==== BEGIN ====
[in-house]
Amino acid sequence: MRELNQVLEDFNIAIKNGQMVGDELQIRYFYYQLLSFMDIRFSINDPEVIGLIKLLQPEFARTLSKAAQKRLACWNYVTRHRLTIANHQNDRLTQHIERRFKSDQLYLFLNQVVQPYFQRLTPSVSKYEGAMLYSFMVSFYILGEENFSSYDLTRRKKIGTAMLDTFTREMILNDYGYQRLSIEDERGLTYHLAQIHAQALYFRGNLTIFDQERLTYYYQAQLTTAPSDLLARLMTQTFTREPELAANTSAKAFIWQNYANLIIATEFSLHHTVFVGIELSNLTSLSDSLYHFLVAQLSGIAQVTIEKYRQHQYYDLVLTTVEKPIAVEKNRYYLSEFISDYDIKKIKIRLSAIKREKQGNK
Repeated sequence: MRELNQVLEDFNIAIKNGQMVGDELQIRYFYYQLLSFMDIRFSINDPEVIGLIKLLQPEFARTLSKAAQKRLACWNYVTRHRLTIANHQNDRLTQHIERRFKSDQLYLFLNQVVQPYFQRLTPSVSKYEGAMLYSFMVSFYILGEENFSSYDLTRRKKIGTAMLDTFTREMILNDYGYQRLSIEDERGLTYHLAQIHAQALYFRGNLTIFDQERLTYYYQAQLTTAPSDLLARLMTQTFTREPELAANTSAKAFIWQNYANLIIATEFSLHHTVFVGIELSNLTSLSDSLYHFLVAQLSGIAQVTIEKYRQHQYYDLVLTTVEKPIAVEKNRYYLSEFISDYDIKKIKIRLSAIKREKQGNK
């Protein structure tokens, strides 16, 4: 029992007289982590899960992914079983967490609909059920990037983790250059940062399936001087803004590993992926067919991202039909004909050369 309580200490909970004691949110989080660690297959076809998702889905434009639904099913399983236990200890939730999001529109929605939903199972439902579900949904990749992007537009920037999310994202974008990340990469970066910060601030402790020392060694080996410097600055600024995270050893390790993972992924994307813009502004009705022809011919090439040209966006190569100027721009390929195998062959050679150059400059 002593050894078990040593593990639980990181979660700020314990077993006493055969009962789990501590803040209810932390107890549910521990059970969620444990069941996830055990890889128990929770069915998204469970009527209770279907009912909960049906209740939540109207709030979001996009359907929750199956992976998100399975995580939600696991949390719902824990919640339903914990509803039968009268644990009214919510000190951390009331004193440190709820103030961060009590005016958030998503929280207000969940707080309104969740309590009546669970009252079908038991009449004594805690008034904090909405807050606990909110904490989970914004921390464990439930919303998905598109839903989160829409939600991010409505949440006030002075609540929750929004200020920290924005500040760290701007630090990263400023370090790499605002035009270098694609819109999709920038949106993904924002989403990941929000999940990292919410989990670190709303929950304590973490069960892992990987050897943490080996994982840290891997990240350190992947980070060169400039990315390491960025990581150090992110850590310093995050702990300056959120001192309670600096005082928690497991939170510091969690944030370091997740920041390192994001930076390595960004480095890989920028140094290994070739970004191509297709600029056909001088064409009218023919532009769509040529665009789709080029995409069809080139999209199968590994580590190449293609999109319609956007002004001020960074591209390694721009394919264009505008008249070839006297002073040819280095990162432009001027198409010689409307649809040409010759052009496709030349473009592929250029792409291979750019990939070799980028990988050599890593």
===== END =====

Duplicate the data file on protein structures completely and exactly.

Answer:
[in-house]
Amino acid sequence: MRELNQVLEDFNIAIKNGQMVGDELQIRYFYYQLLSFMDIRFSINDPEVIGLIKLLQPEFARTLSKAAQKRLACWNYVTRHRLTIANHQNDRLTQHIERRFKSDQLYLFLNQVVQPYFQRLTPSVSKYEGAMLYSFMVSFYILGEENFSSYDLTRRKKIGTAMLDTFTREMILNDYGYQRLSIEDERGLTYHLAQIHAQALYFRGNLTIFDQERLTYYYQAQLTTAPSDLLARLMTQTFTREPELAANTSAKAFIWQNYANLIIATEFSLHHTVFVGIELSNLTSLSDSLYHFLVAQLSGIAQVTIEKYRQHQYYDLVLTTVEKPIAVEKNRYYLSEFISDYDIKKIKIRLSAIKREKQGNK
Repeated sequence: MRELNQVLEDFNIAIKNGQMVGDELQIRYFYYQLLSFMDIRFSINDPEVIGLIKLLQPEFARTLSKAAQKRLACWNYVTRHRLTIANHQNDRLTQHIERRFKSDQLYLFLNQVVQPYFQRLTPSVSKYEGAMLYSFMVSFYILGEENFSSYDLTRRKKIGTAMLDTFTREMILNDYGYQRLSIEDERGLTYHLAQIHAQALYFRGNLTIFDQERLTYYYQAQLTTAPSDLLARLMTQTFTREPELAANTSAKAFIWQNYANLIIATEFSLHHTVFVGIELSNLTSLSDSLYHFLVAQLSGIAQVTIEKYRQHQYYDLVLTTVEKPIAVEKNRYYLSEFISDYDIKKIKIRLSAIKREKQGNK
């Protein structure tokens, strides 16, 4: 029992007289982590899960992914079983967490609909059920990037983790250059940062399936001087803004590993992926067919991202039909004909050369 309580200490909970004691949110989080660690297959076809998702889905434009639904099913399983236990200890939730999001529109929605939903199972439902579900949904990749992007537009920037999310994202974008990340990469970066910060601030402790020392060694080996410097600055600024995270050893390790993972992924994307813009502004009705022809011919090439040209966006190569100027721009390929195998062959050679150059400059 002593050894078990040593593990639980990181979660700020314990077993006493055969009962789990501590803040209810932390107890549910521990059970969620444990069941996830055990890889128990929770069915998204469970009527209770279907009912909960049906209740939540109207709030979001996009359907929750199956992976998100399975995580939600696991949390719902824990919640339903914990509803039968009268644990009214919510000190951390009331004193440190709820103030961060009590005016958030998503929280207000969940707080309104969740309590009546669970009252079908038991009449004594805690008034904090909405807050606990909110904490989970914004921390464990439930919303998905598109839903989160829409939600991010409505949440006030002075609540929750929004200020920290924005500040760290701007630090990263400023370090790499605002035009270098694609819109999709920038949106993904924002989403990941929000999940990292919410989990670190709303929950304590973490069960892992990987050897943490080996994982840290891997990240350190992947980070060169400039990315390491960025990581150090992110850590310093995050702990300056959120001192309670600096005082928690497991939170510091969690944030370091997740920041390192994001930076390595960004480095890989920028140094290994070739970004191509297709600029056909001088064409009218023919532009769509040529665009789709080029995409069809080139999209199968590994580590190449293609999109319609956007002004001020960074591209390694721009394919264009505008008249070839006297002073040819280095990162432009001027198409010689409307649809040409010759052009496709030349473009592929250029792409291979750019990939070799980028990988050599890593």